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A Brief, 3,000-year History of Organization

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A Brief, 3,000-Year History of the Future of Organization


As the proverbial journey of a thousand miles begins with a single step, so too does the thesis journey begin with a single thought or realization. It seems fitting, therefore, to acknowledge the origin of this thesis’s seminal thought by recalling the famous opening of Marshall McLuhan’s most influential work, Understanding Media:


In a culture like ours, long accustomed to splitting and dividing all things as a means of control, it is sometimes a bit of a shock to be reminded that, in operational and practical fact, the medium is the message. That is merely to say that the personal and social consequences of any medium – that is, of any extension of ourselves – result from the new scale that is introduced into our affairs by each extension of ourselves, or by any new technology. … Many people would be disposed to say that it was not the machine, but what one did with the machine, that was its meaning or message. In terms of the ways in which the machine altered our relations to one another and to ourselves, it mattered not in the least whether it turned out cornflakes or Cadillacs. The restructuring of human work and association was shaped by the technique of fragmentation that is the essence of machine technology. The essence of automation technology is the opposite. It is integral and decentralist in depth, just as the machine was fragmentary, centralist, and superficial in its patterning of human relationships. (McLuhan, 1964, p. 7-8)


In essence, the inspiration for this thesis, and the specific objective of this chapter – namely, reconsidering the nature of organization, and tracing its history through the cultural epochs defined by successive transformations in human communication – is complete in that one, tightly-woven paragraph. Each successive period, from the primary orality of Ancient Greece through to contemporary, multi-way, instantaneous, electronic interchange can be characterized according to the ways in which the prevailing form of human interaction, “altered our relations to one another and to ourselves” (McLuhan, 1964, p. 8). In particular, the unique forms and structures of interpersonal association – organization – are characteristic of the age in question. Those forms and structures shed light on the complex interconnections among the societal institutions that govern, educate, facilitate commerce, and foster artistic reflection on the culture of the day.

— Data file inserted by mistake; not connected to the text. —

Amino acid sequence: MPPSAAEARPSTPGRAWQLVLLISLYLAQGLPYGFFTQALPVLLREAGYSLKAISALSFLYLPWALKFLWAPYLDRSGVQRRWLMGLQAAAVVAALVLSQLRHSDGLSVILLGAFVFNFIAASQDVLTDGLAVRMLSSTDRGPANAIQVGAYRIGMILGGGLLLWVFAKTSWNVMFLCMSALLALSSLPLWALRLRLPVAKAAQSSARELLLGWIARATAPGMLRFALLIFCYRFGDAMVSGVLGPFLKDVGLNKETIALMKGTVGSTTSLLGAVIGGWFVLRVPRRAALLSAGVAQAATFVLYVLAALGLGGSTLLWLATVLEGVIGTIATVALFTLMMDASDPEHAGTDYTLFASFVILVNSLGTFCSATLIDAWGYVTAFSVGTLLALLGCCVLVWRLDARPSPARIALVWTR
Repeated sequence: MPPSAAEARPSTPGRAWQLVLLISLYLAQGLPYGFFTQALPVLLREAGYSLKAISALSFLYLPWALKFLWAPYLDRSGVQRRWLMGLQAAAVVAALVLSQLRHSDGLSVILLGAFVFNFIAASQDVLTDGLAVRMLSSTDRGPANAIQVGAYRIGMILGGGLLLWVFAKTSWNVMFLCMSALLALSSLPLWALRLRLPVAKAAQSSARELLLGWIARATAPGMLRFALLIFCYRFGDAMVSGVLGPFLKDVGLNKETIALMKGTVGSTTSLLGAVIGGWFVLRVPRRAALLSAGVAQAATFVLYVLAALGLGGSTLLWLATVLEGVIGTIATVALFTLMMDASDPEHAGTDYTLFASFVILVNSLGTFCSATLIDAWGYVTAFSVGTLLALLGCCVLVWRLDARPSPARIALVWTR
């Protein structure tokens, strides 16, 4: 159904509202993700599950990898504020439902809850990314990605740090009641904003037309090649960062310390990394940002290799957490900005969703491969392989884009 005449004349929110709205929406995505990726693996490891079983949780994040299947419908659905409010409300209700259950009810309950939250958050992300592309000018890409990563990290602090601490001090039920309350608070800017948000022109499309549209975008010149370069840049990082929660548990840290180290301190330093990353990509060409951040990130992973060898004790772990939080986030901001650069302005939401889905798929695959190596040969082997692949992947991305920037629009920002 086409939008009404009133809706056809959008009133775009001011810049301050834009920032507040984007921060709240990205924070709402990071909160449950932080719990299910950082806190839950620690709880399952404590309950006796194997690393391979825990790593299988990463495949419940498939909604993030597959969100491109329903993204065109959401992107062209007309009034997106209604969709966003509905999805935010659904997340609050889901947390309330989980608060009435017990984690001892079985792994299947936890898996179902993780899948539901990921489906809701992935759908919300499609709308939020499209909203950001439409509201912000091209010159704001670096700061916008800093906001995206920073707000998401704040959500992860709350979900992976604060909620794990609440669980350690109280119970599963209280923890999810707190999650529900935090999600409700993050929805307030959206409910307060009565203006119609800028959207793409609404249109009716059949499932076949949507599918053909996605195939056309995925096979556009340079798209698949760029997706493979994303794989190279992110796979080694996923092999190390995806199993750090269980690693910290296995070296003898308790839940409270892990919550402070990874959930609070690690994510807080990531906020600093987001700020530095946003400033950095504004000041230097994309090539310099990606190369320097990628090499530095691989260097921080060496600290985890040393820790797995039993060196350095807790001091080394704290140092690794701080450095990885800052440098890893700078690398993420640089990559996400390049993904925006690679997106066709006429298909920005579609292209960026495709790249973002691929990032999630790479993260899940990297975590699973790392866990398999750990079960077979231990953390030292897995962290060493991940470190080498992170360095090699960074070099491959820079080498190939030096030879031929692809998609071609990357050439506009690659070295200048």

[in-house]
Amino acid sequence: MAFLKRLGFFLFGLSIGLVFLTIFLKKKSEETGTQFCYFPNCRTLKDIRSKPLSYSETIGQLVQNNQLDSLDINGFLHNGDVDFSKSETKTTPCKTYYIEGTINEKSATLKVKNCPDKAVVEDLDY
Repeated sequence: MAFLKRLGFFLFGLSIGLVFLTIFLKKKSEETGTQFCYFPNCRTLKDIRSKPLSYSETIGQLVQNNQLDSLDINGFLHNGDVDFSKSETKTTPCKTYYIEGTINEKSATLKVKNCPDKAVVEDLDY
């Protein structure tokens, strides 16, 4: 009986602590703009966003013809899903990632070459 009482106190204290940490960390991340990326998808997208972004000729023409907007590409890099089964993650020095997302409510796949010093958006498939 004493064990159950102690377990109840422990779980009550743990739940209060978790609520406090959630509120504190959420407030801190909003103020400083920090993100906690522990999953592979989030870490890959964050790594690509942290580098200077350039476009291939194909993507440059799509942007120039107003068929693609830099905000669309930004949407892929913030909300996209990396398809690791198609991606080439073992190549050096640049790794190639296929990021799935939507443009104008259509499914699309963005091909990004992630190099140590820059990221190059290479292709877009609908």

Thus arises the central question of this chapter: How has organization as a distinct entity[1] both shaped, and been shaped by, the dominant technology of human interaction throughout the history of Western civilization? Further, is there an overarching understanding of organization that can account for its dominant form in each of the four major cultural epochs identified by the Toronto School of Communication (de Kerckhove, 1989; Blondheim & Watson, 2007): primary orality of Ancient Greece; phonetic literacy leading to the manuscript culture of the Middle Ages; the “Gutenberg Galaxy” of mechanization peaking at the Industrial Age; and today’s era of instantaneous, multi-way, “electric communication,” as McLuhan called it?


The Toronto School represents a line of reasoning that amalgamates the thinking of the classicist, Eric Havelock, political economist, Harold Adam Innis, and McLuhan. Blondheim and Watson (2007), and other authors in their edited volume, focus particularly on Innis’s works and those of media observer and philosopher, Marshall McLuhan. Innis and McLuhan demonstrate how it is the nature of technological media – from the spoken, written, and printed word, through various modes of transportation and trade, to contemporary information and communication technologies – to create change in both human cognitive processes and social institutions. Some authors (de Kerckhove, 1989; Gibson, 2000) include Havelock as a key member of the Toronto School for his contribution on the societal effects of phonetic literacy that Plato describes (Havelock, 1963). Using somewhat more contemporary language, I frame the primary thesis of the Toronto School as follows: